React Three Fiber is what we call a React renderer. The idea behind a renderer is that you write code in JSX (the tag-based language we mentioned earlier) and the data then gets converted to something else (in our case a Three.js scene).

React Three Fiber will also take care of a lot of default settings for us and make good use of React tools.

It has been around since 2019 and hasn’t stopped evolving and improving. Since its version 8 (May 2022), it is considered to be very stable and the syntax and structure shouldn’t change too much.

Writing “React Three Fiber” is a bit tedious, but we can write it “R3F” or just “Fiber”. Let’s use R3F from now on.

Some links about R3F:

The authors

R3F was created by Paul Henschel, also known as 0xca0a:

Paul is the founder and manager of Poimandres (PMNDRS), an open-source collective of developers at the origin of many libraries that we are going to use in the following lessons.

Quoting Paul: “The idea behind Poimandres is to form a collective where developers can join and help one another. It also serves to fund, highlight and promote projects.”

Some links:

I asked Paul to say a few words about R3F and why he created it. Here’s his message:

“When I started out with WebGL and Three.js years ago, the outlook was bleak. I wanted to do things I saw around, made by agencies that had high-quality output, but they rarely, if ever, shared.

As for Stackoverflow, discourse, etc., the information was not nearly enough to touch it remotely. Every project sent me into endless sub-tasks, one harder than the other, especially since I lacked a proper math background. Over time it took the fun out of it, since, even the thought of trying something would scare me.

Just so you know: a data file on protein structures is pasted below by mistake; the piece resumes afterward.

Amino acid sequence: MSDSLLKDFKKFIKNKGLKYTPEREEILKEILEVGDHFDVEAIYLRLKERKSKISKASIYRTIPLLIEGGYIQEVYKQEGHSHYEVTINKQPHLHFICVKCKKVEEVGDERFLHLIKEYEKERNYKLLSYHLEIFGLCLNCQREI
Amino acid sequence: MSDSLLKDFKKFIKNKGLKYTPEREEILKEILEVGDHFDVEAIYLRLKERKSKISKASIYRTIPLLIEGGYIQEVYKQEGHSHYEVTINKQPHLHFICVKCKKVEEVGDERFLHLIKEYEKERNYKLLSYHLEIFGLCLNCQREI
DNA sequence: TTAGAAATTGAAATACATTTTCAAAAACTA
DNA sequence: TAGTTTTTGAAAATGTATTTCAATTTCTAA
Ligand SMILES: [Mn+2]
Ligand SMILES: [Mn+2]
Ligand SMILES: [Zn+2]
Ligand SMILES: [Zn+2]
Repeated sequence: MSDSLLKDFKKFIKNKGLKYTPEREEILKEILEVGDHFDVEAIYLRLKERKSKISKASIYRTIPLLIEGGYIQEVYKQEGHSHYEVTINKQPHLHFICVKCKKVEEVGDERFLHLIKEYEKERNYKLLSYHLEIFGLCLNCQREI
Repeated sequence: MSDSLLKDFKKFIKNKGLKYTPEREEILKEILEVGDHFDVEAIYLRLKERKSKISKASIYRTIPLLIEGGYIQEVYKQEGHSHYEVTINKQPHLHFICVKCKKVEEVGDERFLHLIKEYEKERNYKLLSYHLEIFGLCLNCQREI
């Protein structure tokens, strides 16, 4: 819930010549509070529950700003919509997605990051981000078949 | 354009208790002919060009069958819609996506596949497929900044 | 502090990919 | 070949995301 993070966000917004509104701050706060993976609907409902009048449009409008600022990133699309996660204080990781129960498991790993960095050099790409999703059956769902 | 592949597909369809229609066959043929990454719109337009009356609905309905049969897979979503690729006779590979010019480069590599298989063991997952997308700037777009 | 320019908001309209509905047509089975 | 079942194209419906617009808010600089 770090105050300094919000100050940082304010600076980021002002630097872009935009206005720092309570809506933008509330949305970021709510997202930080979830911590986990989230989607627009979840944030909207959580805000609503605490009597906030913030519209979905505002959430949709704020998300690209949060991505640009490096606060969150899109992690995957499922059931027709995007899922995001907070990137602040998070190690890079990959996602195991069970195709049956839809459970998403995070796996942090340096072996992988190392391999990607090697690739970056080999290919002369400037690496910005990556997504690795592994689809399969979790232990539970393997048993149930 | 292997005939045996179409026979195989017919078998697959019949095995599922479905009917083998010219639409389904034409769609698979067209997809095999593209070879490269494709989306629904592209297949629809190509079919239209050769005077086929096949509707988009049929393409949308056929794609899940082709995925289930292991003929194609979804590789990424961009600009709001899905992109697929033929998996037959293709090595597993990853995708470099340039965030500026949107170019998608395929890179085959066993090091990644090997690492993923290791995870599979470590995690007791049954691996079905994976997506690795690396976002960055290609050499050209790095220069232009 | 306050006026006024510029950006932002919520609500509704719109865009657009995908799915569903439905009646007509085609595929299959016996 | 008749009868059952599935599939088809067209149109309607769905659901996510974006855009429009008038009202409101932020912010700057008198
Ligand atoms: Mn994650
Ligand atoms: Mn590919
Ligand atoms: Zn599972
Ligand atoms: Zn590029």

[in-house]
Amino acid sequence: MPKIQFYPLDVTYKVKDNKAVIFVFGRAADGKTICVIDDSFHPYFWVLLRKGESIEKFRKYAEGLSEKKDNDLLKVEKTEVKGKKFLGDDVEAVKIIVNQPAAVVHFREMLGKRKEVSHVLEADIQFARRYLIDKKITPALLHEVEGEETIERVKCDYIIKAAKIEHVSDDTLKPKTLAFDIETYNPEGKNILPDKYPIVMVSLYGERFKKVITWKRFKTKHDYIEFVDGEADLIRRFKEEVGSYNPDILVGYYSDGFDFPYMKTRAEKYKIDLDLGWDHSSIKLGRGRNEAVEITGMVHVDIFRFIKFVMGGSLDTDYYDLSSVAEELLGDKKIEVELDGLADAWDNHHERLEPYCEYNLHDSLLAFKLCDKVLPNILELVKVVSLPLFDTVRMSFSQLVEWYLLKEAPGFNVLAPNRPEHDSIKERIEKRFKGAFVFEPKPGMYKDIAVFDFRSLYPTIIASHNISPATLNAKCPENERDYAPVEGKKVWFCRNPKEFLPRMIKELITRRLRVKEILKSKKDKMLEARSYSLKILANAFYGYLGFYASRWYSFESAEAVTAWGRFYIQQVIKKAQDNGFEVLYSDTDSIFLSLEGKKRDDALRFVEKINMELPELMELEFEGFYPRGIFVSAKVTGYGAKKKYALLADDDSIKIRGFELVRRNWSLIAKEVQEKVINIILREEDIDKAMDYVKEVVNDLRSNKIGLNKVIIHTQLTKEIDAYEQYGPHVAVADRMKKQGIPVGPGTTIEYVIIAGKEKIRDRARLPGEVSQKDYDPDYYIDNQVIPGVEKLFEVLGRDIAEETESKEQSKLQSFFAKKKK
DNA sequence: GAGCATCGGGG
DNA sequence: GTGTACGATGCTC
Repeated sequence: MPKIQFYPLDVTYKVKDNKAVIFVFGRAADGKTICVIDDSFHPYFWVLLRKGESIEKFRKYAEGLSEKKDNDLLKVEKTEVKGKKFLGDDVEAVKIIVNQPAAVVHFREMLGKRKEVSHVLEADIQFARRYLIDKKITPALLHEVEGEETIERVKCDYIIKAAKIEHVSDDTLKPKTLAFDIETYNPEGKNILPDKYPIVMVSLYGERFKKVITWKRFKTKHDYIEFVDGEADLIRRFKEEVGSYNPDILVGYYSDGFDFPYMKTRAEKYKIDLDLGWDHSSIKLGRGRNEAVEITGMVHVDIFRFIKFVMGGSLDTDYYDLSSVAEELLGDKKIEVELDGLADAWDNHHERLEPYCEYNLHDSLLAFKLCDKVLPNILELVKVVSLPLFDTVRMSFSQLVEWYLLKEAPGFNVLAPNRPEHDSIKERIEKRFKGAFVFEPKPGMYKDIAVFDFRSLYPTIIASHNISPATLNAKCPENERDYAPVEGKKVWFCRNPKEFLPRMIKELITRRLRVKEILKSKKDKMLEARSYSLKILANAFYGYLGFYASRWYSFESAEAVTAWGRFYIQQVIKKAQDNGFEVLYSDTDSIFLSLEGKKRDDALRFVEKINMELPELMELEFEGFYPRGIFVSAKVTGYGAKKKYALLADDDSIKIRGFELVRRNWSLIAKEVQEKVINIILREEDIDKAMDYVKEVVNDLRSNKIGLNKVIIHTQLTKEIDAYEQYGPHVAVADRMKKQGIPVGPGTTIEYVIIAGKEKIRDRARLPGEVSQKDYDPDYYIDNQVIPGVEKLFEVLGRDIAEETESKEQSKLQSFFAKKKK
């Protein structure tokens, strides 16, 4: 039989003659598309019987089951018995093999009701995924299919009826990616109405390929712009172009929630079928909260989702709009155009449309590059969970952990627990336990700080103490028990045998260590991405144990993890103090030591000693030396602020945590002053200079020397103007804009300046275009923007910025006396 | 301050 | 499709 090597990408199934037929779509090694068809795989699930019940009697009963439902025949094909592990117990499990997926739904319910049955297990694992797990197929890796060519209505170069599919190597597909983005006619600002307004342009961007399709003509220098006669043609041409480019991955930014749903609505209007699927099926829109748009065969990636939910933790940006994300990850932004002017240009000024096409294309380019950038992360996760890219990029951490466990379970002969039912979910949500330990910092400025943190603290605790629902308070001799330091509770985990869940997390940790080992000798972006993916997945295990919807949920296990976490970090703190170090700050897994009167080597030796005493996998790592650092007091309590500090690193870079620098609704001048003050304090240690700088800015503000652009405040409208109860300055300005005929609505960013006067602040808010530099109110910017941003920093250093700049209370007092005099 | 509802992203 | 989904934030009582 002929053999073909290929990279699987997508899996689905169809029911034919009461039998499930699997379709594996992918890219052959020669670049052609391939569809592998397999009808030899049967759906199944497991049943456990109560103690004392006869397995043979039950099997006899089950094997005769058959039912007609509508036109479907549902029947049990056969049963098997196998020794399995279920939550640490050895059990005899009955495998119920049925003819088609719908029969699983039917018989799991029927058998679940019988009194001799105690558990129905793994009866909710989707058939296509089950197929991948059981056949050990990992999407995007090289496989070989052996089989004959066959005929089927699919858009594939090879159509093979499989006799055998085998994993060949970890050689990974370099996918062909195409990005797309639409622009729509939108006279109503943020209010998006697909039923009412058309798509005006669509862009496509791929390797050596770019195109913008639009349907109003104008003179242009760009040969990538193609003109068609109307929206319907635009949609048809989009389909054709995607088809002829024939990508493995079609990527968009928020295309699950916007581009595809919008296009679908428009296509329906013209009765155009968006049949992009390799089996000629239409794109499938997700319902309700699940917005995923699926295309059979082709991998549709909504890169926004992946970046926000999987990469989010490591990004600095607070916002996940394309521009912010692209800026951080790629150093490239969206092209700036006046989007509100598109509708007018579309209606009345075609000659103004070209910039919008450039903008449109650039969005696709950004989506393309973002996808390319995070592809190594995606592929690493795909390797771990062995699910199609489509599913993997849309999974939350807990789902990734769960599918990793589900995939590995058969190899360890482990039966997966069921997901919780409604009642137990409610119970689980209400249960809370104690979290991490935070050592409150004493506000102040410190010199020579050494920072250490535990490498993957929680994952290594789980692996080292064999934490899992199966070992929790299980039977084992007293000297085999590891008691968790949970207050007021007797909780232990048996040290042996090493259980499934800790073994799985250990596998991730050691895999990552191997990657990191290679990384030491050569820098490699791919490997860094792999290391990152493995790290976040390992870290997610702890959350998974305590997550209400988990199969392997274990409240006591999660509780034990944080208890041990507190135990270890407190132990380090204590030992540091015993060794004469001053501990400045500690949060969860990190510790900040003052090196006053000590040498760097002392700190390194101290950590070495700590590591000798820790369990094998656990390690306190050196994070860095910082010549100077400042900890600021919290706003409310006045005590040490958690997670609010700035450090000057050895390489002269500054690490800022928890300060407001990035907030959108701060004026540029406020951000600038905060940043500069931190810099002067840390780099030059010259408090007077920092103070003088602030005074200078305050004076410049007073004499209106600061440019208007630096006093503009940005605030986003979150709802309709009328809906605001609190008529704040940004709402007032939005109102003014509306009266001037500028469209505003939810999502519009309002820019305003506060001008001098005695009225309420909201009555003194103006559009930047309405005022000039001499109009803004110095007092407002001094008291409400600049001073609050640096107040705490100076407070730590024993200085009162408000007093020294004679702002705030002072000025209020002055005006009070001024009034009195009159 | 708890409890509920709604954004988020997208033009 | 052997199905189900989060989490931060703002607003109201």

Yet, in generic frontend, it is not at all like this, nobody needs to be an expert in everything. We are used to sharing and we have great means to do it: components. For a web dev, it is trivial to pick any package and use it, or wrap functionality and distribute it so others may benefit.

In WebGL and Three.js, other than dispersed special purpose libraries and three/examples, I always felt that was missing.

The whole idea of react-three-fiber is to give Three.js better means to share and to pack complex functionality into self-contained units.

I hope that the components that have accumulated since then will change the outlook for beginners: Three.js doesn’t have to be daring, even without a formal background, you pick your own battles and learn what interests you while being able to plug your app together with things that others already struggled with, and then shared.”

Table of contents 18:21

Now we’ll kick off the chapter about React and React Three Fiber.

Here’s a glimpse of what you are going to learn next:

1. First React Application

In this lesson, we are going to forget about Three.js for a moment and focus on React.

The lesson is very beginner-friendly and if you haven’t touched React in your life, you are in the right place.